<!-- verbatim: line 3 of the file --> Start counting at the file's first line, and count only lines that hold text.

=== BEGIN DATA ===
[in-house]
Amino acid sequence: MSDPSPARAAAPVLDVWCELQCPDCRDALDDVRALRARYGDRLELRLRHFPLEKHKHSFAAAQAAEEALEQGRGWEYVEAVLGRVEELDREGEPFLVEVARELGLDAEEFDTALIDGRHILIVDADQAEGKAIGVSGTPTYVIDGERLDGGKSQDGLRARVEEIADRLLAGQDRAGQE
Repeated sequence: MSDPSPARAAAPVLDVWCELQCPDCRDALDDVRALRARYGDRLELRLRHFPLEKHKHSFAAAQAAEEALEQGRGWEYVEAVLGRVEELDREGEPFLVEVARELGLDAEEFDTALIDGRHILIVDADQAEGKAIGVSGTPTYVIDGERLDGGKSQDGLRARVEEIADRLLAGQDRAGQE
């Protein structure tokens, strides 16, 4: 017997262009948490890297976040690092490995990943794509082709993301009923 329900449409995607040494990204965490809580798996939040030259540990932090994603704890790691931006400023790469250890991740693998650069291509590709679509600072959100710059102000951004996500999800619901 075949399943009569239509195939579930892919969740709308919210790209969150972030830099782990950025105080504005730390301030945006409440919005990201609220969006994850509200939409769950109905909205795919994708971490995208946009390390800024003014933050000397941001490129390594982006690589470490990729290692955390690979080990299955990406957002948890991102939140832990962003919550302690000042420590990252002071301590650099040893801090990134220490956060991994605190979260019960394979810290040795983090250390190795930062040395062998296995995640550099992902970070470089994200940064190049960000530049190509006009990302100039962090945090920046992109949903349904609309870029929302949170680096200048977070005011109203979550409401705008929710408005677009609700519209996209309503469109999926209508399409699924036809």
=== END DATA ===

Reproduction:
Repeated sequence: MSDPSPARAAAPVLDVWCELQCPDCRDALDDVRALRARYGDRLELRLRHFPLEKHKHSFAAAQAAEEALEQGRGWEYVEAVLGRVEELDREGEPFLVEVARELGLDAEEFDTALIDGRHILIVDADQAEGKAIGVSGTPTYVIDGERLDGGKSQDGLRARVEEIADRLLAGQDRAGQE